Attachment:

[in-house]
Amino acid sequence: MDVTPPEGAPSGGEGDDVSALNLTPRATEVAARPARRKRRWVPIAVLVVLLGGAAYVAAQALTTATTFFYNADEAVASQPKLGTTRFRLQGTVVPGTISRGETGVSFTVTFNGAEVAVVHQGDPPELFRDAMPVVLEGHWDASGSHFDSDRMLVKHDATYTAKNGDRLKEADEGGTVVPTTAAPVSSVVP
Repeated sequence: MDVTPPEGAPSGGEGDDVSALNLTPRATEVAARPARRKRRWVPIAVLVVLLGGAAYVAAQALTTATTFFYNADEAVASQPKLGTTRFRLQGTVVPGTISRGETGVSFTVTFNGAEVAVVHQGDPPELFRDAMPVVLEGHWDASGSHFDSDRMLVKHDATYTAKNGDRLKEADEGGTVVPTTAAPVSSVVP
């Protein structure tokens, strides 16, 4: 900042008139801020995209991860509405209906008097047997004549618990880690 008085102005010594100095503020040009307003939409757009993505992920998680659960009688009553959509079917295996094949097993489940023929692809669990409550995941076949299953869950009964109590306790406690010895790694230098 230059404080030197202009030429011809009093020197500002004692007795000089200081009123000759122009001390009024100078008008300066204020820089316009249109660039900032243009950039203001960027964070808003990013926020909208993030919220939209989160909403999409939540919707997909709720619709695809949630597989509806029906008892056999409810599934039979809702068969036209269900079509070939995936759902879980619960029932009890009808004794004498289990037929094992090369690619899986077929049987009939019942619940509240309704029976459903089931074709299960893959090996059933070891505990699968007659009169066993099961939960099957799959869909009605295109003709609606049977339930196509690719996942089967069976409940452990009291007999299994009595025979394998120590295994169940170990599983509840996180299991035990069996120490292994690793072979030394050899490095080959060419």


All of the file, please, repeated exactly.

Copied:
[in-house]
Amino acid sequence: MDVTPPEGAPSGGEGDDVSALNLTPRATEVAARPARRKRRWVPIAVLVVLLGGAAYVAAQALTTATTFFYNADEAVASQPKLGTTRFRLQGTVVPGTISRGETGVSFTVTFNGAEVAVVHQGDPPELFRDAMPVVLEGHWDASGSHFDSDRMLVKHDATYTAKNGDRLKEADEGGTVVPTTAAPVSSVVP
Repeated sequence: MDVTPPEGAPSGGEGDDVSALNLTPRATEVAARPARRKRRWVPIAVLVVLLGGAAYVAAQALTTATTFFYNADEAVASQPKLGTTRFRLQGTVVPGTISRGETGVSFTVTFNGAEVAVVHQGDPPELFRDAMPVVLEGHWDASGSHFDSDRMLVKHDATYTAKNGDRLKEADEGGTVVPTTAAPVSSVVP
């Protein structure tokens, strides 16, 4: 900042008139801020995209991860509405209906008097047997004549618990880690 008085102005010594100095503020040009307003939409757009993505992920998680659960009688009553959509079917295996094949097993489940023929692809669990409550995941076949299953869950009964109590306790406690010895790694230098 230059404080030197202009030429011809009093020197500002004692007795000089200081009123000759122009001390009024100078008008300066204020820089316009249109660039900032243009950039203001960027964070808003990013926020909208993030919220939209989160909403999409939540919707997909709720619709695809949630597989509806029906008892056999409810599934039979809702068969036209269900079509070939995936759902879980619960029932009890009808004794004498289990037929094992090369690619899986077929049987009939019942619940509240309704029976459903089931074709299960893959090996059933070891505990699968007659009169066993099961939960099957799959869909009605295109003709609606049977339930196509690719996942089967069976409940452990009291007999299994009595025979394998120590295994169940170990599983509840996180299991035990069996120490292994690793072979030394050899490095080959060419």